Volkswagen has cornered 90 percent of the American automotive diesel market, a remarkable achievement, especially considering the diesel engines now in everything from BMW and Audi to even the Jeep Grand Cherokee and the Chevrolet Cruze. To be fair, Volkswagen has had an exclusive on smaller diesel engines in the U.S. No one else has seemed interested. Since 1977, when Volkswagen first offered a diesel engine in the Rabbit, the automaker has sold more than one million cars and SUVs powered by diesel engines.
In time to meet the rising competition in small diesels in the U.S., however, Volkswagen has developed an all-new 2.0-liter diesel engine that shares only its bore centers—how far apart the cylinders are spaced—with its predecessor, the EA189 turbodiesel. The new EA288 engine will see wide application across the VW line—finding its place where the diesel engine had been, plus a few more.
For 2015, the Volkswagen Tiguan will have the diesel option for the first time, at least in the U.S. due emissions rules. While the 2.0-liter diesel could pass DOE emissions regs without diesel exhaust fluid (of D.E.F., also sold under the brand name AdBlue) in the Golf TDi, Beetle TDi and Jetta TDi, the Tiguan is in a heavier weight class, which would have required diesel exhaust fluid injection. The 2014 Volkswagen Passat TDi was also in the heavier weight class, but was in a price point where adding the cost of the injection system wouldn’t impact sales as it would have in the less expensive Tiguan.
The new diesel, however, uses DEF across the board, designed to pass both European regulations and the upcoming U.S. LEV3 standards, which it already meets.
The new EA288 turbodiesel is called the Modular Diesel Matrix, or MDB, which will be the basis of future VW four-cylinder engines. The modular design will allow various components to be changed as needed for different applications without a redesign or new engine, and for different needs in different markets.
The engine block is cast iron with a forged steel crankshaft. To reduce vibrations from the four-cylinder design, the engine in two-liter displacement as used in the U.S. will have twin balance shafts. The engine in 1.6-liter displacement in other markets and as a 2.0-liter in less-expensive VW Group product lines (Skoda, for example), the engine will not have balance shafts.
The new MDB engine used in all four-cylinder VW applications in the U.S. has a water-cooled intercooler incorporated into the intake manifold. This helps reduce emissions as well as reduce turbo lag by decreasing the route of the intake charge between the turbocharger and intake valve.
The head is aluminum alloy with a cross-flow design. Unique to the EA288 cylinder head is integrating camshafts into a separated housing using a thermal joining process. This allows for a very rigid camshaft bearing without adding weight.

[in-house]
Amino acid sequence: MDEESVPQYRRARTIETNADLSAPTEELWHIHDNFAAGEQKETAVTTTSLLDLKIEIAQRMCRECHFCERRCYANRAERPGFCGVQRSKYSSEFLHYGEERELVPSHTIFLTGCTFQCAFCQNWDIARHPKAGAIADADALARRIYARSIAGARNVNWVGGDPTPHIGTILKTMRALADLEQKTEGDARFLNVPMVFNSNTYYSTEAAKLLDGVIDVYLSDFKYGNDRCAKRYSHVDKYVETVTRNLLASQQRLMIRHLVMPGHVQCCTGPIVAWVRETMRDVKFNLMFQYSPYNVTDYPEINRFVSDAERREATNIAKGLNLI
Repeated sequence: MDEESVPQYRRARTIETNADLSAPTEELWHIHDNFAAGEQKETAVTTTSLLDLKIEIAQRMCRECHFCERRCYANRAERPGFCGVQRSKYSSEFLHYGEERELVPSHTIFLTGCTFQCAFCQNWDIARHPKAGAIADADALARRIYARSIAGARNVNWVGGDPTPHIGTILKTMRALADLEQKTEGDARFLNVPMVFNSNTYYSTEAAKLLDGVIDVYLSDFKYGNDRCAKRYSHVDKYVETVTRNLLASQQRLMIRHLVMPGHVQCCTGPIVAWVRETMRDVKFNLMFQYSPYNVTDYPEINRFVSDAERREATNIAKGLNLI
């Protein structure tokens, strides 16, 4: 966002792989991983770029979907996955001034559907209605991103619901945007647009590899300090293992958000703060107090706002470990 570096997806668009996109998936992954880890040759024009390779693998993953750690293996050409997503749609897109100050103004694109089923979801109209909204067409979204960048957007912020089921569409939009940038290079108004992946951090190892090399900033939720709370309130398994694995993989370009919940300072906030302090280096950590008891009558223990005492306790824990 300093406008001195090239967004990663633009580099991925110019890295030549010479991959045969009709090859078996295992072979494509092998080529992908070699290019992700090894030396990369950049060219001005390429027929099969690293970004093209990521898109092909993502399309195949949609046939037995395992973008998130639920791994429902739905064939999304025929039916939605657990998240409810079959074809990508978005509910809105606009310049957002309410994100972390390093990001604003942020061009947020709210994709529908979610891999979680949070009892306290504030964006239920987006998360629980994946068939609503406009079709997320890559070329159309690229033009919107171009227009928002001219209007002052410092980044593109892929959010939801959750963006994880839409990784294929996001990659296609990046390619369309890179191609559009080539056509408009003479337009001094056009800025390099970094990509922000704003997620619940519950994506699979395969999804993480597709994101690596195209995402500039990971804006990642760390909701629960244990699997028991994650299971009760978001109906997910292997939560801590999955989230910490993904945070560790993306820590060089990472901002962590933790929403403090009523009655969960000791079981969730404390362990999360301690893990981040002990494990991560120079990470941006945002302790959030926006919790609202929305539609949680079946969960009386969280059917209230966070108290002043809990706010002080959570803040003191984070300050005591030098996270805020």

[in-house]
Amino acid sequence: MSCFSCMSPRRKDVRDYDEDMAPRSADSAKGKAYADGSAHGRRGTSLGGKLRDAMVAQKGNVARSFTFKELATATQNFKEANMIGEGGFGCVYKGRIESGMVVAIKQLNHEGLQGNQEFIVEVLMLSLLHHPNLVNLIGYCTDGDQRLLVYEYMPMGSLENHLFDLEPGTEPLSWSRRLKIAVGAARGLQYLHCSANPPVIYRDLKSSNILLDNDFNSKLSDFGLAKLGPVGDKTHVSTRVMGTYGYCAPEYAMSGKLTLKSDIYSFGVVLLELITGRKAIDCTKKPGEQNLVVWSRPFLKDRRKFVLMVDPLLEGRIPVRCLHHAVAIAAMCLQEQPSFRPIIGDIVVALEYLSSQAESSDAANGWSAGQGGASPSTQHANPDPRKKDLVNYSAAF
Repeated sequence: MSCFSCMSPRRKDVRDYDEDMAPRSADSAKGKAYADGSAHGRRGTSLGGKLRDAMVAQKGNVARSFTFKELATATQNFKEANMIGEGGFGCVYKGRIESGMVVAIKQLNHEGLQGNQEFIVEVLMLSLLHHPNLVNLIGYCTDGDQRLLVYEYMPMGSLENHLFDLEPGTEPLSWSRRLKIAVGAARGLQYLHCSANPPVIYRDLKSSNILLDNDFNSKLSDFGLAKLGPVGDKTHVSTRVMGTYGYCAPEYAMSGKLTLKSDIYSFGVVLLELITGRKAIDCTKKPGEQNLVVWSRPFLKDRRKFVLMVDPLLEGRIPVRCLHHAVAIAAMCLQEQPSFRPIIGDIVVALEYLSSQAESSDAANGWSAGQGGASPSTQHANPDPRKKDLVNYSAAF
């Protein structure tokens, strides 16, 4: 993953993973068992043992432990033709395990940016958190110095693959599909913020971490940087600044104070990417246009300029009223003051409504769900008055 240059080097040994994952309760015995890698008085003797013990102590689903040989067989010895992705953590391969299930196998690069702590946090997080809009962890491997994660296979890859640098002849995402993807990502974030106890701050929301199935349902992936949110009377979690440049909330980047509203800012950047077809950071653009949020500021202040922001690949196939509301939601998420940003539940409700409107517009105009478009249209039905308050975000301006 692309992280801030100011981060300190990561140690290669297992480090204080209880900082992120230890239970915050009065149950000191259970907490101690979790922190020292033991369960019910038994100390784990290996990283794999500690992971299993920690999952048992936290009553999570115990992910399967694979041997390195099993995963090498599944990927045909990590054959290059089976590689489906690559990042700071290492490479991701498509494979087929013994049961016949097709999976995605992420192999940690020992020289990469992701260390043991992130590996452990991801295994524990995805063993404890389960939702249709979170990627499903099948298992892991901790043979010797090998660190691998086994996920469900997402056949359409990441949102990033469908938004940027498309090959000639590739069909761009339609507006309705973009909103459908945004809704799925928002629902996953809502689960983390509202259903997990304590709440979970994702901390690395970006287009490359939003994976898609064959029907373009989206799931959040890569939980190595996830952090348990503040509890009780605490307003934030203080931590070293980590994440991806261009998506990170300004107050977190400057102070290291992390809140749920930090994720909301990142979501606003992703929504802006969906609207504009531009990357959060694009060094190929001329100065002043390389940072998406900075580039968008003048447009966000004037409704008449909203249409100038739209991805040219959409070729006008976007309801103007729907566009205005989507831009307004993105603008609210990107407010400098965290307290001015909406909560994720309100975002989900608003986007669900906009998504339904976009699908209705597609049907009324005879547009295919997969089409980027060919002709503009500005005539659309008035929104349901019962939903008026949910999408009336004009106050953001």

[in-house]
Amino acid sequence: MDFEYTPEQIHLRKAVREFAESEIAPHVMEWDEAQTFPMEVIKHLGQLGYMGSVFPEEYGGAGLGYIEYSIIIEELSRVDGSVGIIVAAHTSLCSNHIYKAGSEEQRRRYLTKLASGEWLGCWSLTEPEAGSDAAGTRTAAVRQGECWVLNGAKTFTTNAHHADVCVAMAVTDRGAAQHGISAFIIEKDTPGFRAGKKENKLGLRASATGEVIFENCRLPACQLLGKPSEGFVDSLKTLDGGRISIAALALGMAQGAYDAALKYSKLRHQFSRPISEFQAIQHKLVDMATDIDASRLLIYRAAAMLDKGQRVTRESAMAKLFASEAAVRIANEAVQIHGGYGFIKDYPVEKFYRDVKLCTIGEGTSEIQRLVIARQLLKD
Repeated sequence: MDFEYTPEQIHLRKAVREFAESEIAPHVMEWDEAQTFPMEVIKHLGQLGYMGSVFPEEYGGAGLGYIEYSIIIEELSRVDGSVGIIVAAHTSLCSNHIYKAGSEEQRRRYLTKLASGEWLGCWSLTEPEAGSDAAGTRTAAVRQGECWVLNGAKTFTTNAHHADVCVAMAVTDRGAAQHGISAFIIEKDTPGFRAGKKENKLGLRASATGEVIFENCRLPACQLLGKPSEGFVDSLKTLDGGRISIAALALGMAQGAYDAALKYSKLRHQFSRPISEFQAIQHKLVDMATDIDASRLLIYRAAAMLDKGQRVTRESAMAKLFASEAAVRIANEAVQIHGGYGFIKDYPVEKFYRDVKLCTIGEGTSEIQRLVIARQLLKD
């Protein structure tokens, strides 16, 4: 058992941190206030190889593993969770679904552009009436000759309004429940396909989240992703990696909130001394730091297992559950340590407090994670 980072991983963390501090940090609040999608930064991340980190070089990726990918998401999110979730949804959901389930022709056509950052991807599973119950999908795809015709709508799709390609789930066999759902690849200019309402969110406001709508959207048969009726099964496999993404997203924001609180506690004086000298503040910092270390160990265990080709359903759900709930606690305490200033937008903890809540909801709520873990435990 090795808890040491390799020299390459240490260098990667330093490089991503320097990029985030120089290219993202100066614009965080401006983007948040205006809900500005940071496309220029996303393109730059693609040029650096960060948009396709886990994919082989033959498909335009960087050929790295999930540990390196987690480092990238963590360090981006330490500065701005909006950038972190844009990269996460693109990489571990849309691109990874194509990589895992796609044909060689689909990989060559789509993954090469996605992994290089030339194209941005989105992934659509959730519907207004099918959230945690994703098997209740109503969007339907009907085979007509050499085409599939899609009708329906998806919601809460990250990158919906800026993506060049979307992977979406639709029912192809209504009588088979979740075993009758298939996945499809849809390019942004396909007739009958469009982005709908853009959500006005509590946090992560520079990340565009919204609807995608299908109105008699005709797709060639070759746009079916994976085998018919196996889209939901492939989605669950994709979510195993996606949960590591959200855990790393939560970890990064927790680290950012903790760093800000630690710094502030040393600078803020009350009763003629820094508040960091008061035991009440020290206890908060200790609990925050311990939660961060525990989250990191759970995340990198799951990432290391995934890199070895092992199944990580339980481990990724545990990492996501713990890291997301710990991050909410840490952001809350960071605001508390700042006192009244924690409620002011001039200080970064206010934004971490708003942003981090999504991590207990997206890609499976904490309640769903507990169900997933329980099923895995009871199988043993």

Also, instead of having each camshaft with only exhaust or intake cams, each of the dual overhead camshafts operates one intake and one exhaust valve per cylinder (out of four valves per cylinder). Volkswagen says this allows greater air delivery and swirl. Because one of the camshafts can be rotated for variable valve timing, and with intake and exhaust valves on a single camshaft, an Atkinson-cycle effect can be obtained.
The cylinder head also has its own “micro cooling circuit” as part of a sophisticated head management program for the engine.
A new fuel injector is being used in ES288. The high pressure common rail’s injector has a three-piece welded nozzle needle and nano blind hole injector tip.
A complex exhaust gas recirculation helps lower the combustion temperature and reduce NOx production. Higher soot production is cleaned by close-coupled exhaust treatment using a low backpressure, high particulate filtration efficiency with SCR (selective catalytic reduction).
Efficiency of Volkswagen EA288 turbodiesel engine is further improved by a reduction in internal friction, reduced by 15 percent compared to EA189. Roller bearing are used for the drivetrain-side camshaft (camshaft turned by the timing belt), the engine has increased piston-to-wall clearance, and lower piston-ring tension, among other things.
The bottom line is an engine rated at 150 horsepower—up ten horses from EA189—with no change to 236 lb-ft of torque spread over 1750 to 3000 rpm. While torque hasn’t changed, fuel economy is up significantly. For example, in the 2015 Volkswagen Jetta TDi, fuel economy is rated at 31/46 mpg city/highway, an improvement of four miles per gallon over its predecessor.
With the addition of other diesel-powered vehicles, including for example those from Audi and from BMW, the 5-Series, BMW X5 and BMW 7-Series, Volkswagen’s share is likely to decrease, just based on total numbers and percentages. But look for the volume of TDi Volkswagens with the new EA288 2.0-liter turbodiesels to increase with the rollout of 2015 Volkswagen models.